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Two years ago, I wrote an article for the injury board blog titled Bad Habits Have Been Formed, Addictions Are Set, Technology Is Needed. Two weeks ago, the National Transportation Safety Board recommended a ban on "the non-emergency use of portable electronic devices for all drivers" in all 50 states.

During the past two years, 35 states in the U.S. have passed laws banning texting while driving. Yet, according to the National Highway Traffic Safety Administration, the number of driver's texting behind the wheel has increased by 50%. Why? How can this be? The answer is quite simple really. Bans (although better than nothing) are not even close to the best answer to prevent cell phone distracted driving or any other cell phone related problem.

Addictions and temptations to the cell phone are so great, bans have little if any effect. Clinical studies have shown use of the cell phone creates a dopamine squirt thereby causing a Pavlovian Impulse giving the user instant gratification and the desire to automatically reach for the device whenever and wherever it rings, buzzes or lights up. Neuro-imaging studies have shown texting individuals have the same area of the brain light up as an addict using heroin. And still other studies are claiming the phone elicits an OCD type behavior. Couple this with the fact that kids are now getting phones on average at age ten. By time they learn how to drive, these young adults are well entrenched in the unstoppable behavior. What's worse is the kids are not the worst offenders. Soccer moms and executives are. There's a reason why the Blackberry is often referred to as the Crackberry?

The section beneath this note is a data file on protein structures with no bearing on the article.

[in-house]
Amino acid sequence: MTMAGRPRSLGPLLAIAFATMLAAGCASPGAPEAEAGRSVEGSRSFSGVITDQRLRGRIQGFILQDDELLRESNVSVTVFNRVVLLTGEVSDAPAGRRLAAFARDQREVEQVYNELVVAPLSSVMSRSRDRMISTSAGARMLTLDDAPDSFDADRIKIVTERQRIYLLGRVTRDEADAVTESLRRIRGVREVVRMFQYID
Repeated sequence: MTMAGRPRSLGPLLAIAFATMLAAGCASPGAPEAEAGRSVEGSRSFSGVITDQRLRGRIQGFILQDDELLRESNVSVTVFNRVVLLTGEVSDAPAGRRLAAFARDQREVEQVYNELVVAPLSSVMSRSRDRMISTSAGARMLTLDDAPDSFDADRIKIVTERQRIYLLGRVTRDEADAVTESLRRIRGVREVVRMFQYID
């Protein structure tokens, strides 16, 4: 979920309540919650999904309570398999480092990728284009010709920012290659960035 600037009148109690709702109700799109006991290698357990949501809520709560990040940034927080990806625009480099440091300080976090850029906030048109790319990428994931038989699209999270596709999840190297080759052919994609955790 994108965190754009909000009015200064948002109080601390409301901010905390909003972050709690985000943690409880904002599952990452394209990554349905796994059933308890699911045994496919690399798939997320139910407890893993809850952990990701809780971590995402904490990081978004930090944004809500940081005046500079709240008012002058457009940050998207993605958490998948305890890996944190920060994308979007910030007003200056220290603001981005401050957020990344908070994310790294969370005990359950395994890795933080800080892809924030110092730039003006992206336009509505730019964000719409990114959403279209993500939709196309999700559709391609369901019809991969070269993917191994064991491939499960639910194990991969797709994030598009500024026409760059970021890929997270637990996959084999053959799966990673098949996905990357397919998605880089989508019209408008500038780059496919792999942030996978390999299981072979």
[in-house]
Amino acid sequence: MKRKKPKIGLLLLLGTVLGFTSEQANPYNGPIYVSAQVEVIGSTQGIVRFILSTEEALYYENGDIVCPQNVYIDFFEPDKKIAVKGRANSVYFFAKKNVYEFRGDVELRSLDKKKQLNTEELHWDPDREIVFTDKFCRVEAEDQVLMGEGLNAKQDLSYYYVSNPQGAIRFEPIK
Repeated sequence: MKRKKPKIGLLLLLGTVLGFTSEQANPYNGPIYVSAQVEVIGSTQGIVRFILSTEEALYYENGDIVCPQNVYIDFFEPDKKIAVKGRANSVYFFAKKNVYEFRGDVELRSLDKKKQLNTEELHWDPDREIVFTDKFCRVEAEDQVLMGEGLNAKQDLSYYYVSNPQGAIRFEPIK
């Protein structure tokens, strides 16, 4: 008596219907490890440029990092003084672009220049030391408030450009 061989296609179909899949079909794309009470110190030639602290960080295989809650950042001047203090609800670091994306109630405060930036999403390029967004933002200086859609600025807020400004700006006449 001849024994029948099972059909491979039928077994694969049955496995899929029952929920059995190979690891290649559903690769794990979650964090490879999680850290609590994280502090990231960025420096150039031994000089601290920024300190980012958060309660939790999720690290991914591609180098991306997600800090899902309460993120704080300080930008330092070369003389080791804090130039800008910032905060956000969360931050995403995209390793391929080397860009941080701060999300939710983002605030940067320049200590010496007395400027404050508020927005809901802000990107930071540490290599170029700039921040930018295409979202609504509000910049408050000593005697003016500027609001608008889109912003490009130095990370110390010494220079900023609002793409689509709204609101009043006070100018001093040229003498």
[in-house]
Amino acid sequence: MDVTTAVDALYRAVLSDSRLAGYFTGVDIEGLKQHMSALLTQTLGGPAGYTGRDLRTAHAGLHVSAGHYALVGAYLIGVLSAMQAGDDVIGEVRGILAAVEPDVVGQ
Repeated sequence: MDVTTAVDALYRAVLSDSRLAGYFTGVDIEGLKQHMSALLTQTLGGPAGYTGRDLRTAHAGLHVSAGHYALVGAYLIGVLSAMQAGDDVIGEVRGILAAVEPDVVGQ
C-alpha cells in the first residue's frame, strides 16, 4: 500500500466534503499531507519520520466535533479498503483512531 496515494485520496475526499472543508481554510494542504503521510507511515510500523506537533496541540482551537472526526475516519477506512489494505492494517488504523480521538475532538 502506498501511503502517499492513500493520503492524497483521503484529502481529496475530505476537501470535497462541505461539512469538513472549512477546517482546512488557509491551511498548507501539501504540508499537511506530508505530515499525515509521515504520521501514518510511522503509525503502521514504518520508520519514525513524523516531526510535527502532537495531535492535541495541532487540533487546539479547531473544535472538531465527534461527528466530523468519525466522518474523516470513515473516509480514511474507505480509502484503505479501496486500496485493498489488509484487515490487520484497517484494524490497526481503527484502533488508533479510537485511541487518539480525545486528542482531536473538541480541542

Cell phone distracted driving has become a disease of pandemic proportions. According to the World Health Organization, cell phone distracted driving is now costing the top ten developed nations between one and three percent of GDP. On the high end that means the U.S. is flushing almost a half a trillion dollars per year down the drain. Even on the very low end of 150 billion dollars per year, we should be doing everything possible to eliminate this problem. Shouldn’t we? Hello… anybody on the Super Committee reading this?

Whose paying for all this? The answer is we all are, well at least some of us considering 56% of the people pay 90% of the taxes in the U.S. Many people believe that’s what insurance is for. They’re wrong! Sometimes dead wrong! The reality is insurance pays but a fraction of the true cost of these accidents.

Think about it for just a second and please don’t forget about the 25% of uninsured drivers on the road every day. Normal costs associated with an accident may or may not include property damage, loss of wages, and medical bills. What’s often overlooked is the cost of fire and police dispatch, cleanup, increased insurance rates, funeral costs, disability costs, and loss of life not to mention the cost of incarcerating the offending driver (often young teens). What value does that carry? What about vehicle replacement “time value”? I’m not talking about the car itself, I’m referring to the time it takes to replace the car. If the new car buying experience takes thirty hours on average, what value does that carry and who suffers the cost? Is time really money? If so, consider this: